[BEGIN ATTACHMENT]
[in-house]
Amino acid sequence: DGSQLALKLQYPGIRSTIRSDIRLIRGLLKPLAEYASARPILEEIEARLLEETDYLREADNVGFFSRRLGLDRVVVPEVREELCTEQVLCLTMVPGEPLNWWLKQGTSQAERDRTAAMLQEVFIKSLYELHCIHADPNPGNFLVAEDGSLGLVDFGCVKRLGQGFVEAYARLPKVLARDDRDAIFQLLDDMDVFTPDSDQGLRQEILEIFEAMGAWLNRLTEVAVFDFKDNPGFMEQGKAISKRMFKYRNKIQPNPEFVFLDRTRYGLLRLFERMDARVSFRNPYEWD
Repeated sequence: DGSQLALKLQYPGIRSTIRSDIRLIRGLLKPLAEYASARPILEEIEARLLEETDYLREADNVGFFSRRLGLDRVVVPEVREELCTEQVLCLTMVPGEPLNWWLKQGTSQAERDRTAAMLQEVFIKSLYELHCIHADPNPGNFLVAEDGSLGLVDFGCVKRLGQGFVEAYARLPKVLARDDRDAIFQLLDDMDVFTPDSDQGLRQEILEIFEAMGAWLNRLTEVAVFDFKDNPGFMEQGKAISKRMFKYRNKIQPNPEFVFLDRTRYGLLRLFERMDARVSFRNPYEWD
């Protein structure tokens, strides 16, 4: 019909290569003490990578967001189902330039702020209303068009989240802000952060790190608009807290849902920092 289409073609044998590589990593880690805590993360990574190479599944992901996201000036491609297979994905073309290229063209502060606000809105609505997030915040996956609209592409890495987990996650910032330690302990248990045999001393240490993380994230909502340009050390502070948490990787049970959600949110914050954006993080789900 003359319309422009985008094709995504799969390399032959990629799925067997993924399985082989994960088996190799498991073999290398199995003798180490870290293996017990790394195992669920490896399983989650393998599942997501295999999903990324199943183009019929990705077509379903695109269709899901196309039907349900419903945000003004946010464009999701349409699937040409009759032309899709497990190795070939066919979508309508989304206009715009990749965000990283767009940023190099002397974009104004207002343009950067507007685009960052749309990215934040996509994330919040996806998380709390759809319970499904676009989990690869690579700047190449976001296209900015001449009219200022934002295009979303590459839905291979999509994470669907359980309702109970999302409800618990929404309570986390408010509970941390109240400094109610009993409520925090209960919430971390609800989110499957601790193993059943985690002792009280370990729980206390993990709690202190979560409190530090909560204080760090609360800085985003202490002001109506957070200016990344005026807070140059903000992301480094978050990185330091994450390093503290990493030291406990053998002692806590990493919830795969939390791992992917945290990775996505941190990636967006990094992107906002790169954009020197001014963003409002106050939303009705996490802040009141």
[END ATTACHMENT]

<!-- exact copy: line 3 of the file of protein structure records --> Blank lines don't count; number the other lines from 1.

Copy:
Repeated sequence: DGSQLALKLQYPGIRSTIRSDIRLIRGLLKPLAEYASARPILEEIEARLLEETDYLREADNVGFFSRRLGLDRVVVPEVREELCTEQVLCLTMVPGEPLNWWLKQGTSQAERDRTAAMLQEVFIKSLYELHCIHADPNPGNFLVAEDGSLGLVDFGCVKRLGQGFVEAYARLPKVLARDDRDAIFQLLDDMDVFTPDSDQGLRQEILEIFEAMGAWLNRLTEVAVFDFKDNPGFMEQGKAISKRMFKYRNKIQPNPEFVFLDRTRYGLLRLFERMDARVSFRNPYEWD